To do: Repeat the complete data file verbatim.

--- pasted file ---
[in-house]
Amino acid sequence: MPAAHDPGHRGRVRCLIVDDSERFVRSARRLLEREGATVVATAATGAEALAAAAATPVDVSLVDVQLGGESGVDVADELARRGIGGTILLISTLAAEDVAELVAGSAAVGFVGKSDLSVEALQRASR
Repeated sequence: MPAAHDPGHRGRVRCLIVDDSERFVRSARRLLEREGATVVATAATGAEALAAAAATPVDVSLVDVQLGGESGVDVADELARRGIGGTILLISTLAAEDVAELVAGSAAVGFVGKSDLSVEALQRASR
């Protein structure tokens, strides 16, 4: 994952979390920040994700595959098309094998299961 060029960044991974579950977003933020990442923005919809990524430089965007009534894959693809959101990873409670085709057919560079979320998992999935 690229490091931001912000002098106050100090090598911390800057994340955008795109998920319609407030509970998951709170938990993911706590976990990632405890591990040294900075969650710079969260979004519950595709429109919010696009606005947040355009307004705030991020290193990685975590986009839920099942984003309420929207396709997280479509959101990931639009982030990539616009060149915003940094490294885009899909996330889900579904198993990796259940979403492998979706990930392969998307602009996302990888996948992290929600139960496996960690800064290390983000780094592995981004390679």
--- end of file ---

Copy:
[in-house]
Amino acid sequence: MPAAHDPGHRGRVRCLIVDDSERFVRSARRLLEREGATVVATAATGAEALAAAAATPVDVSLVDVQLGGESGVDVADELARRGIGGTILLISTLAAEDVAELVAGSAAVGFVGKSDLSVEALQRASR
Repeated sequence: MPAAHDPGHRGRVRCLIVDDSERFVRSARRLLEREGATVVATAATGAEALAAAAATPVDVSLVDVQLGGESGVDVADELARRGIGGTILLISTLAAEDVAELVAGSAAVGFVGKSDLSVEALQRASR
């Protein structure tokens, strides 16, 4: 994952979390920040994700595959098309094998299961 060029960044991974579950977003933020990442923005919809990524430089965007009534894959693809959101990873409670085709057919560079979320998992999935 690229490091931001912000002098106050100090090598911390800057994340955008795109998920319609407030509970998951709170938990993911706590976990990632405890591990040294900075969650710079969260979004519950595709429109919010696009606005947040355009307004705030991020290193990685975590986009839920099942984003309420929207396709997280479509959101990931639009982030990539616009060149915003940094490294885009899909996330889900579904198993990796259940979403492998979706990930392969998307602009996302990888996948992290929600139960496996960690800064290390983000780094592995981004390679």